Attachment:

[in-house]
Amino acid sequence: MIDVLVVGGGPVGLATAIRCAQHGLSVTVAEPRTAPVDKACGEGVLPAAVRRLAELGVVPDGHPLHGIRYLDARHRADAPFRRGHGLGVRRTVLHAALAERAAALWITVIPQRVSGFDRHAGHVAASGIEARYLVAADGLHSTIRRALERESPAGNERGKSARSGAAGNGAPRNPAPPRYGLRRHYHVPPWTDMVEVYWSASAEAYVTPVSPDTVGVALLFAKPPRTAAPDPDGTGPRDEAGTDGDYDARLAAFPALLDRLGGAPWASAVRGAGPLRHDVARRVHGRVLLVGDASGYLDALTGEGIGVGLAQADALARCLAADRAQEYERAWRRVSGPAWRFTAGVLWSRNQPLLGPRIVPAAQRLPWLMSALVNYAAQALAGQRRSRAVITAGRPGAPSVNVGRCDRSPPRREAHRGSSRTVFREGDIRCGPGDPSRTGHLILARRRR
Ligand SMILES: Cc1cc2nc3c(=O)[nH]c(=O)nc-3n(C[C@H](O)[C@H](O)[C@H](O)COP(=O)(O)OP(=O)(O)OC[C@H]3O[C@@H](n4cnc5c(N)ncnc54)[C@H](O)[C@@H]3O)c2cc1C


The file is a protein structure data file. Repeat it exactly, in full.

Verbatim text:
[in-house]
Amino acid sequence: MIDVLVVGGGPVGLATAIRCAQHGLSVTVAEPRTAPVDKACGEGVLPAAVRRLAELGVVPDGHPLHGIRYLDARHRADAPFRRGHGLGVRRTVLHAALAERAAALWITVIPQRVSGFDRHAGHVAASGIEARYLVAADGLHSTIRRALERESPAGNERGKSARSGAAGNGAPRNPAPPRYGLRRHYHVPPWTDMVEVYWSASAEAYVTPVSPDTVGVALLFAKPPRTAAPDPDGTGPRDEAGTDGDYDARLAAFPALLDRLGGAPWASAVRGAGPLRHDVARRVHGRVLLVGDASGYLDALTGEGIGVGLAQADALARCLAADRAQEYERAWRRVSGPAWRFTAGVLWSRNQPLLGPRIVPAAQRLPWLMSALVNYAAQALAGQRRSRAVITAGRPGAPSVNVGRCDRSPPRREAHRGSSRTVFREGDIRCGPGDPSRTGHLILARRRR
Ligand SMILES: Cc1cc2nc3c(=O)[nH]c(=O)nc-3n(C[C@H](O)[C@H](O)[C@H](O)COP(=O)(O)OP(=O)(O)OC[C@H]3O[C@@H](n4cnc5c(N)ncnc54)[C@H](O)[C@@H]3O)c2cc1C